Mike Strong had just turned 65 years old in the summer of 2020, when he and his wife Kathy decided to take their fifth wheel and go camping along the river, just outside of Estes Park. “We had no stress,” Kathy said. “We just kicked back beside the river and relaxed for the weekend.”
Sunday morning, July 19, they packed up, hooked the camper to their truck, and headed for home in Longmont. About a mile away from home, Mike got really quiet. As they pulled closer, Mike turned down a narrow street – something that was very unusual when pulling a large camper trailer.
“Mike took his right hand off the wheel and started shaking it and saying, ‘Weird, weird, weird, weird,’” Kathy said. “That’s when he started talking gibberish, which he never does, and I told him to pull over into a parking lot. I knew something was wrong.”
Kathy called 911. An ambulance arrived and took Mike to Longmont United Hospital, where doctors had already been alerted to the situation. They quickly gave him a CAT scan and was administered alteplase (tPA), which is a medication used to break up blood clots and improve blood flow to the brain.
“I had never heard of tPA,” Kathy shared. “My Dad had had a stroke years earlier and there was nothing like that at that time. That’s when they started telling me it was a good thing that I had called 911 and gotten him there so quickly so he could receive the tPA medicine.”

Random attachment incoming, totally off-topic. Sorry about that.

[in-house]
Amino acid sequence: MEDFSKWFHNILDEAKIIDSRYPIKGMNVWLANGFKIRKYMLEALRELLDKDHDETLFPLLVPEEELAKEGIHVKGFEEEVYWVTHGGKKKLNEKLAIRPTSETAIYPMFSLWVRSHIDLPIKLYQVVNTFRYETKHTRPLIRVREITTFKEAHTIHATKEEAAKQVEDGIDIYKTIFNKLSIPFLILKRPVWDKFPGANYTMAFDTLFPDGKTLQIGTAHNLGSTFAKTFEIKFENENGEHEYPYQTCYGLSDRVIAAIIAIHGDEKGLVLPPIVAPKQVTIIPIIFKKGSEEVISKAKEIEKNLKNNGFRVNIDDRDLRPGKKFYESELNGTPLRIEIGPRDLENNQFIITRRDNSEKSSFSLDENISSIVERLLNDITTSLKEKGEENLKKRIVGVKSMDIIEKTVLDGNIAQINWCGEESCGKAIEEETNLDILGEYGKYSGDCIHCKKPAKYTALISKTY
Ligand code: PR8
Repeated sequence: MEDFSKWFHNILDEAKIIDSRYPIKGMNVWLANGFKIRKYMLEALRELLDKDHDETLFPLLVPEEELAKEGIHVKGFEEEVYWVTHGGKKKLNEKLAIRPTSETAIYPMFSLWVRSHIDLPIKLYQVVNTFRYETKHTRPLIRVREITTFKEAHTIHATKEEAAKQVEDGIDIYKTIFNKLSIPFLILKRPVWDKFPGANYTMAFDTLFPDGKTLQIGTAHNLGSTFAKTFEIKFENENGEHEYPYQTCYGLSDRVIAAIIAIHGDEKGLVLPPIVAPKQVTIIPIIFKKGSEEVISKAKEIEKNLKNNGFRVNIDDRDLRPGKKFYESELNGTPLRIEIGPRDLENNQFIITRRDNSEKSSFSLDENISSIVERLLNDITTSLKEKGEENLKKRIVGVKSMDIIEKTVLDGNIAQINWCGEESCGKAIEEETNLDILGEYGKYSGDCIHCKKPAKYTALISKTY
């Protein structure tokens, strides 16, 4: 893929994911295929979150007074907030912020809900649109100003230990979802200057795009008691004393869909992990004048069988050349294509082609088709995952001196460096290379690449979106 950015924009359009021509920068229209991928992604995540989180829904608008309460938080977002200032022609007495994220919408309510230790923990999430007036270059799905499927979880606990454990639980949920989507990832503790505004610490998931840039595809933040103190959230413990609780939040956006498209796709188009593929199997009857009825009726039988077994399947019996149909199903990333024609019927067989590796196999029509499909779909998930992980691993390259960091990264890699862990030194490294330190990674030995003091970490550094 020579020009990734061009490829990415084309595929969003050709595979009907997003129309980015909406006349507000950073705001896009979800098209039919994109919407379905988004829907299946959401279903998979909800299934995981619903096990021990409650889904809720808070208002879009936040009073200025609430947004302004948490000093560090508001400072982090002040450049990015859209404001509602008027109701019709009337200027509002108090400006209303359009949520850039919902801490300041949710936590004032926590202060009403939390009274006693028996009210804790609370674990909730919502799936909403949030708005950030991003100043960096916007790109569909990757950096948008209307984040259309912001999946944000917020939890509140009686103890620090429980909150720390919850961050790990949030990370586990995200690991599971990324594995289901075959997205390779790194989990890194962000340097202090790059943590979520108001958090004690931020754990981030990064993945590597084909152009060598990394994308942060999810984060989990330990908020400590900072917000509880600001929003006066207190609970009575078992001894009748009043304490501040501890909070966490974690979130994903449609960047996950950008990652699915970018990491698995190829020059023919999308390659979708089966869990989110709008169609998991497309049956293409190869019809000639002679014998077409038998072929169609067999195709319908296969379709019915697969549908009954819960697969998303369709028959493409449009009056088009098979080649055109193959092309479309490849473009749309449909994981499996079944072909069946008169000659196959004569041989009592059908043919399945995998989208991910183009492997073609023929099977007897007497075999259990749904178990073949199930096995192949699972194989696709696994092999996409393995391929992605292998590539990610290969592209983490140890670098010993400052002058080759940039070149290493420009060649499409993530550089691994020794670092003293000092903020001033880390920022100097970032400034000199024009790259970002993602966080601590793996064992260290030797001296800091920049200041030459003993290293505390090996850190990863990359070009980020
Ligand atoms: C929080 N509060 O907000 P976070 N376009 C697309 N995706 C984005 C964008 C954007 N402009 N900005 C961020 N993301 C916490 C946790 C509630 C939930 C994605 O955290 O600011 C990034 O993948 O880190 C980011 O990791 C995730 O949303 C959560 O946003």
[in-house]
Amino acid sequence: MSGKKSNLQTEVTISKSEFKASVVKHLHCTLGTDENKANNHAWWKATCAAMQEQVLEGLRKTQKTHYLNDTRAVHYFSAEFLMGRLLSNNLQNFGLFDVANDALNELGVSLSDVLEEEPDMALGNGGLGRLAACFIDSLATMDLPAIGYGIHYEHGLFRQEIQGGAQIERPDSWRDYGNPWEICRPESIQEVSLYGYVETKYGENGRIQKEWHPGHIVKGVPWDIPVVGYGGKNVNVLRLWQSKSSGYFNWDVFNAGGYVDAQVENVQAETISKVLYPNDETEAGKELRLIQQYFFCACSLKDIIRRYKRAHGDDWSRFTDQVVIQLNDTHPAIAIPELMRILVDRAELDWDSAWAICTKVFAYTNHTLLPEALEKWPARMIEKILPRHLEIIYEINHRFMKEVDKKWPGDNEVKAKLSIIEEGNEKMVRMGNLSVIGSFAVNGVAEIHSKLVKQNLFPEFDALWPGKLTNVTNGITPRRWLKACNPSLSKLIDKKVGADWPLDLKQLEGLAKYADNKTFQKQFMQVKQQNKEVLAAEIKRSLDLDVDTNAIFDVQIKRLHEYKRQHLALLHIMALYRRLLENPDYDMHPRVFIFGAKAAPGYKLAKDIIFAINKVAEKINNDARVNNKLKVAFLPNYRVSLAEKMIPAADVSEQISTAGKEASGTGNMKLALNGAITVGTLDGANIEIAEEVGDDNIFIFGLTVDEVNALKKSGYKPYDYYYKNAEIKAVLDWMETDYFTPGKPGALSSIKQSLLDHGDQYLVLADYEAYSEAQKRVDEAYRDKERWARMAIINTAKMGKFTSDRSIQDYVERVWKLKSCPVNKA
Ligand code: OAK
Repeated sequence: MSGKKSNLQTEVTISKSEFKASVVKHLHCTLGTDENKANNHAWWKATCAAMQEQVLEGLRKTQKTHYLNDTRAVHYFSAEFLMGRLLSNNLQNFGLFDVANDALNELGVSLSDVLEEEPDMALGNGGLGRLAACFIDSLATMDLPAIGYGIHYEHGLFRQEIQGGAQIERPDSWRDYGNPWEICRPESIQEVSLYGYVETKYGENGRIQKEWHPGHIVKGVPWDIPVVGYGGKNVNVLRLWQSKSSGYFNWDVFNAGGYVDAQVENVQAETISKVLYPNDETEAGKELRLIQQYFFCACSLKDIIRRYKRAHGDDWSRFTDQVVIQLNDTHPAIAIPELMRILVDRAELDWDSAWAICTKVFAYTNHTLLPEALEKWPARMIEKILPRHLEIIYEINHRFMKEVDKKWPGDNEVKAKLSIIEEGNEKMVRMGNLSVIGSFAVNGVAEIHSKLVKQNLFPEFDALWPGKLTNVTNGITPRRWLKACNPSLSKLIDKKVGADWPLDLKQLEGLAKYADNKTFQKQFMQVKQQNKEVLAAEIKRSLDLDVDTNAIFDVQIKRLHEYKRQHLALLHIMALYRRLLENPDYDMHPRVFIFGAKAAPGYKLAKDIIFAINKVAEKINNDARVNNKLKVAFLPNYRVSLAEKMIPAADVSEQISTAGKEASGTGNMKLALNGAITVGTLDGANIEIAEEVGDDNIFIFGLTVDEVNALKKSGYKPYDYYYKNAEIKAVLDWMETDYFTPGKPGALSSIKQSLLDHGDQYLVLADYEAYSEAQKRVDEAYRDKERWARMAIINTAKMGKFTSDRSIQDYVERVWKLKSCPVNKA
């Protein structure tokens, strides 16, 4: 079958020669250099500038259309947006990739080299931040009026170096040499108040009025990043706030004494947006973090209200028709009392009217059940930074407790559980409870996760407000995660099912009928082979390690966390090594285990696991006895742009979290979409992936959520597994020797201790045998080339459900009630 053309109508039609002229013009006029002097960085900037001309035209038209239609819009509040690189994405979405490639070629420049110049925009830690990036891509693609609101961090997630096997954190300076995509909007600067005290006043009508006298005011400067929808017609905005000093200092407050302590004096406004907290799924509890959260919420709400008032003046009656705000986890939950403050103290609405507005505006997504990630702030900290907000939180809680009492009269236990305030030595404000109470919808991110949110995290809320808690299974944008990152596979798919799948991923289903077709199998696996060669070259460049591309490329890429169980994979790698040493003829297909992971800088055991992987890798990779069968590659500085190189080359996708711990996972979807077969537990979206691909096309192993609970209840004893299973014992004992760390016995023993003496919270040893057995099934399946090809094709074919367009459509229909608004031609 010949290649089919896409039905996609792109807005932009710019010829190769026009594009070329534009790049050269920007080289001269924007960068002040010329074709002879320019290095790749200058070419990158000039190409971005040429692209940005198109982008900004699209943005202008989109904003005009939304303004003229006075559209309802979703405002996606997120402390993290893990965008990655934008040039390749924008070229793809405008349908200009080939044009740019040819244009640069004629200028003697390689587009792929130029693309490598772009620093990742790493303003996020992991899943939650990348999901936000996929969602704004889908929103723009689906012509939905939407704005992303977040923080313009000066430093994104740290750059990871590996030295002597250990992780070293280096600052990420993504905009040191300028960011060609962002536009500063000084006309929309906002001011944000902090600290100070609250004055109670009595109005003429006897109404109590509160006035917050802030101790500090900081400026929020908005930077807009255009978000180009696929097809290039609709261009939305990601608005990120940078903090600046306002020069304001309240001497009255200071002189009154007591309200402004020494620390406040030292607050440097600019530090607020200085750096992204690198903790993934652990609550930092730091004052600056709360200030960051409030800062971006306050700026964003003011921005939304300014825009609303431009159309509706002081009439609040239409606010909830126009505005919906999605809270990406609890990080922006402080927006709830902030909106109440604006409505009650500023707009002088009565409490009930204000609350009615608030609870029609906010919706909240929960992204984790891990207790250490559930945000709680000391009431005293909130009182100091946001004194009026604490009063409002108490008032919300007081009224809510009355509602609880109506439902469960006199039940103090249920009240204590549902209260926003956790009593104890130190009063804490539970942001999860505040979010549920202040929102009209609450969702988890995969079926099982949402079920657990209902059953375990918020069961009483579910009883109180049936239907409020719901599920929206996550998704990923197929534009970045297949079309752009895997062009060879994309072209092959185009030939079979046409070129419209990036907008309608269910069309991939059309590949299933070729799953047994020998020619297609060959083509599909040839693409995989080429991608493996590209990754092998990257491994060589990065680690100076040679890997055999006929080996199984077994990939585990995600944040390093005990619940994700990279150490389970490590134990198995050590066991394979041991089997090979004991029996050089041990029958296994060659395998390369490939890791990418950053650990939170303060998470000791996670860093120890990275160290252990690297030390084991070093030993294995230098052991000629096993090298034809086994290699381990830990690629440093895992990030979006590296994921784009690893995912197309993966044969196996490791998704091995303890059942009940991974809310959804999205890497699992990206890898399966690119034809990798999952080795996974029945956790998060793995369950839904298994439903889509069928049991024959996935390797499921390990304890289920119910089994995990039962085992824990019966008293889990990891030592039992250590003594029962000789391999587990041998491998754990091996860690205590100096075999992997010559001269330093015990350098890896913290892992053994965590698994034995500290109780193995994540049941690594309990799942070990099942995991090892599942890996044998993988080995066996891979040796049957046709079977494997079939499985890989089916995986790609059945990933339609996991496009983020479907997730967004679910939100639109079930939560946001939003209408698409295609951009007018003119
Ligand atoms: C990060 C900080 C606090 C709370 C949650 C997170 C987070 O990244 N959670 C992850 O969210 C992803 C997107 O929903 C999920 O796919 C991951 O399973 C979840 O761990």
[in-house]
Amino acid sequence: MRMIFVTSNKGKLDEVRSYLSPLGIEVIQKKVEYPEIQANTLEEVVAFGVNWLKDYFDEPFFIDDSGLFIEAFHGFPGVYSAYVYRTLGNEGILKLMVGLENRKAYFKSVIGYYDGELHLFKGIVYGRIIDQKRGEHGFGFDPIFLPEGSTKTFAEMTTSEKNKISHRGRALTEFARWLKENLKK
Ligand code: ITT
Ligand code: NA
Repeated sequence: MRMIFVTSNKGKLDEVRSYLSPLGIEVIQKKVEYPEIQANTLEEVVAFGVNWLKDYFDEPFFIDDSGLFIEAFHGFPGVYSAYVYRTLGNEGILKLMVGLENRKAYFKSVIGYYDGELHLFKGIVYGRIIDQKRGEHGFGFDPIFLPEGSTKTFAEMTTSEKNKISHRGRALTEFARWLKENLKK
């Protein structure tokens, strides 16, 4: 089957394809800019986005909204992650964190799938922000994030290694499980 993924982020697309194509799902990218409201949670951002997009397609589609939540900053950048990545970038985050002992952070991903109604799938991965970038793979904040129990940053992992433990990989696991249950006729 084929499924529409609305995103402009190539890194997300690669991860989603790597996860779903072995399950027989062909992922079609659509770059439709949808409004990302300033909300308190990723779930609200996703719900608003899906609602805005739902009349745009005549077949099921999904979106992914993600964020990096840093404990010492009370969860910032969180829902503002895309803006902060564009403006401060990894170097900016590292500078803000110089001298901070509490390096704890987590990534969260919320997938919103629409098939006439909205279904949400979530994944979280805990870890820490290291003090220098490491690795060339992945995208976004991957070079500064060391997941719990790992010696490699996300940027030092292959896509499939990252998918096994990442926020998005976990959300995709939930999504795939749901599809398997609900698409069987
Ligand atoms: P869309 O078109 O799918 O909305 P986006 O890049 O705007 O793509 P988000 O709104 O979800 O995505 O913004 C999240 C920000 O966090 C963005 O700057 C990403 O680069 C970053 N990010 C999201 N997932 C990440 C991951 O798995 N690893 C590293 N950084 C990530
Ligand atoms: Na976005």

Doctors discovered a blood clot deep in Mike’s brain and decided to fly him by helicopter to St. Anthony Hospital. By the time Mike arrived, the physician was very pleased with how well Mike was doing.
Mike’s care team carefully explained Mike’s condition to Kathy. “The nurses and doctors were awesome. They explained everything that was happening. They were so accommodating and knowledgeable,” Kathy said. Feeling exhausted, Kathy went home for the night, prepared to return to St. Anthony's Hospital bright and early the next morning.
The next day, when the phone rang and the caller ID said, “St. Anthony Hospital,” Kathy’s heart sank. She hesitantly answered the phone and on the other end of the line was an alert and chipper voice, “Hi! How are you?” Kathy laughed, “It was Mike, and he sounded just perfect. He was talking up a storm and doing just fine.” They released Mike from the hospital to home at 3 p.m. on Monday.
Kathy believes quick thinking made the difference. She knew her husband well and knew something was really wrong with him. “I don’t feel like a hero for calling 911,” she explained. “I just did what I was supposed to do. I knew an ambulance would get him there much faster than I could. And they were waiting for him when he arrived.”
From Mike’s symptom onset to the time he received tPA was approximately 45 minutes. “That medicine absolutely did its job,” Kathy added. Mike continues to recover and only has a slight stutter when fatigued or frustrated. “It was a big life-changing experience for both of us. He’s doing really well, and I’m doing fine because he’s okay.”